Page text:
What is Fusion Energy?


Fusion is a process by which two light nuclei join together (fuse) to form a heavier nucleus, and in doing so release considerable energy. Achieving this requires high temperatures such as those that drive the fusion processes which power the sun and stars. The aim of fusion research and development is to create conditions on earth which are sufficient to  generate many fusion reactions which may be harnessed to produce large amounts of thermal and/or electrical power. As there are no long-lived hazardus by-products and a plentiful supply of almost universally accessible fuel, fusion power has the potential to produce virtually limitless amounts of power in an environmentally friendly and economically viable way.


The sun, which is essential for
life on earth, derives its power
from fusion

Deuterium-Tritium Fusion

A particularly favourable fusion reaction for use on earth is that involving deuterium (D) and tritium (T). Deuterium is an isotope of hydrogen, so-called “heavy hydrogen”, and is found in seawater (about 33g per tonne). Tritium is an isotope of hydrogen, and is readily made from lithium, which is widely available, both from ore from the earth (4% in Australia) and also from seawater. In each D-T fusion reaction 17.6 MeV of stored energy is released, along with a Helium nucleus (He) and a neutron (n). This is about one million times the amount of energy released from a chemical reaction, e.g. the burning of fossil fuels. This is how so little fuel can produce so much energy when fusion is employed.








The deuterium-tritium fusion reaction. No radioactive ‘ash’ is produced

Plasmas and Magnetic Confinement

In order for the D-T nuclei to fuse as a result of their thermal motion, the temperature of the D-T mixture must be high. The temperature fo the solar core is about 15 million degrees C, but to release net energy on earth from D-T fusion reactions, the temperature of the D-T fuel must be higher, typically 100 million degrees C. At these temperatures matter exists in what is known as the plasma state, in which atoms are fully ionised into the electrically-charged electrons and ions. In this ionized plasma state magnetic fields may be used to confine the motion of the nuclei (magnetic confinement)..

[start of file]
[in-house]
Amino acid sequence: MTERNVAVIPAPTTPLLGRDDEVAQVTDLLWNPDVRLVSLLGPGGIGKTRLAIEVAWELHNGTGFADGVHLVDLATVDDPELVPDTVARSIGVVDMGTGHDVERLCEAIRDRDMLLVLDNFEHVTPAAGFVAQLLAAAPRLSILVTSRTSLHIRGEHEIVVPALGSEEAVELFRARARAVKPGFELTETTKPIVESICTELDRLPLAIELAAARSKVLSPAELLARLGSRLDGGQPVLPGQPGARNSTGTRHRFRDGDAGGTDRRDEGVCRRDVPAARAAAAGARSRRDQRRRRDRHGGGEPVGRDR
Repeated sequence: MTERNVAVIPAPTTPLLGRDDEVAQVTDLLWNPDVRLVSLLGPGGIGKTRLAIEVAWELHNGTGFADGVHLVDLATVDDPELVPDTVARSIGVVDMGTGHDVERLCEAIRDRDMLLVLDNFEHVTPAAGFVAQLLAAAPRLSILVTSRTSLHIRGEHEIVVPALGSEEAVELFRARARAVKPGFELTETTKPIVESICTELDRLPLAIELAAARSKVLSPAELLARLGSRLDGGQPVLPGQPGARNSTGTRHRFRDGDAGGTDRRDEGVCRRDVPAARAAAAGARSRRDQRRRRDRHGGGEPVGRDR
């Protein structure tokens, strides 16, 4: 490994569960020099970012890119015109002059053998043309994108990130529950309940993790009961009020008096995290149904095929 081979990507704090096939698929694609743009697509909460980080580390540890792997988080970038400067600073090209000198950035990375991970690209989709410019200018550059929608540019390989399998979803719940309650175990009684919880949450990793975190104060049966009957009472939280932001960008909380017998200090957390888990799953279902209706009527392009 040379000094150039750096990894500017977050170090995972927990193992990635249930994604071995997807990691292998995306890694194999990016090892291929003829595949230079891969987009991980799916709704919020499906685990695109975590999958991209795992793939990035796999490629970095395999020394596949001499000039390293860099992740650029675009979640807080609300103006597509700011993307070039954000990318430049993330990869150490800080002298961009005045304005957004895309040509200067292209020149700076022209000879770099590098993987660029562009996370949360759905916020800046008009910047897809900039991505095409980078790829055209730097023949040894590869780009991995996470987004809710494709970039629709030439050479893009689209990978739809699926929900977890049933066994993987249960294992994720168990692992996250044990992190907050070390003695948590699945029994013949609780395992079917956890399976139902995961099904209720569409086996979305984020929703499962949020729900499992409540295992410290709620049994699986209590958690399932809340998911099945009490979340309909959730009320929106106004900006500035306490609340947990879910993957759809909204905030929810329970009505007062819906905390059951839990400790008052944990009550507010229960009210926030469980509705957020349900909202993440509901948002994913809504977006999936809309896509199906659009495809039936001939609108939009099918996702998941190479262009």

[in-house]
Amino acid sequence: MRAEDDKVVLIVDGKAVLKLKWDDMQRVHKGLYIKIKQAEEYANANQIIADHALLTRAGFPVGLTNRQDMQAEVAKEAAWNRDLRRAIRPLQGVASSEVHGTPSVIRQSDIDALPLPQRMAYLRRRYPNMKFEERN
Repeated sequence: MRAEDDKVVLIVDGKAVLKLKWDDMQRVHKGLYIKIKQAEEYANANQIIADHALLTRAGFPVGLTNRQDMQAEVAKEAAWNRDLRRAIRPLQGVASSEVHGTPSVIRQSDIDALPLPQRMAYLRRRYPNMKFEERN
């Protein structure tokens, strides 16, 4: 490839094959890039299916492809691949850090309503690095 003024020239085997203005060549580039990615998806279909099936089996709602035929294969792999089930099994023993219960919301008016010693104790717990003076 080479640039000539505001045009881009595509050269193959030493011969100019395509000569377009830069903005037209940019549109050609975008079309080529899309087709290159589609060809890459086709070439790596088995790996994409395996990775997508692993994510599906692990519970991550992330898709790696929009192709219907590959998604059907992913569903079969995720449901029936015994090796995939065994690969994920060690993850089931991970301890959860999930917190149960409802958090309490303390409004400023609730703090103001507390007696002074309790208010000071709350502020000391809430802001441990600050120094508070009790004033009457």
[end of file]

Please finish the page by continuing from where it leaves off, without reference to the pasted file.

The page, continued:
Confining such a plasma is not trivial, at present the optimal method employs strong magnetic fields in the shape of a torus (doughnut). Experiments on present day experimental machines have already exceeded the temperatures required in a reactor, and produced short pulses of significant fusion power (up to 16 MW peak). The physics understanding of a toroidally confined plasma is not yet complete and substantial efforts are being made to do this because it will possibly lead to ways of improving the magnetic confinement scheme and making it a practical reactor (easy to operate, maintainable and cheaper). Plasma confinement studies are carried out in Australia on the National Plasma Research Facility H-1 (a type of magnetic configuration known as a heliac) at the Australian National University (ANU).


H-1 heliac, the Australian National Plasma Research Facility

Growing World Energy Demand ? Fusion to the rescue

The world’s population is expected to exceed 20 billion by 2050. This increase will place huge demands on global energy supplies. It is widely accepted that the economically viable reserves of fossil fuels, currently our primary source of energy, are rapidly diminishing and environmental concerns of their use are increasing.

The rising population brings with it an increased demand for energy. In addition, the growth of energy demand. These facts combine to lead to a prediction of doubling of the world’s energy demand from 2000 to 2050.

Energy Use models predict a significant growth of energy demand


Fusion offers a sustainable, safe, environmentally-friendly, and economically competitive energy source. With fusion fuel in great abundance it appears to be the only truly long-term, environmentally-friendly solution to meet the world’s bulk energy demands.

A typical modern electric power plant will produce ~1000MW. The table below shows the fuel consumption over one year at this rate. The high energy density of the fusion fuel and its abundance are compelling arguments to realise this source of energy.




2,700,000 tonnes


1,900,000 tonnes


28 tonnes of Uranium Oxide


100kg D & 150kg T

Fusion is a source of large amounts of high temperature, thermal power which can be used directly in industrial processes (e.g. hydrogen production and desalination) or in the generation of electrical power. This makes it a versatile source of energy. The other sources of sustainable energy, the so-called “renewables” e.g. hydro-electric, wind, wave, geothermal, and solar power are not yet able to provide base-load electrical power on a sufficient scale, but certainly play their roles in appropriate situations.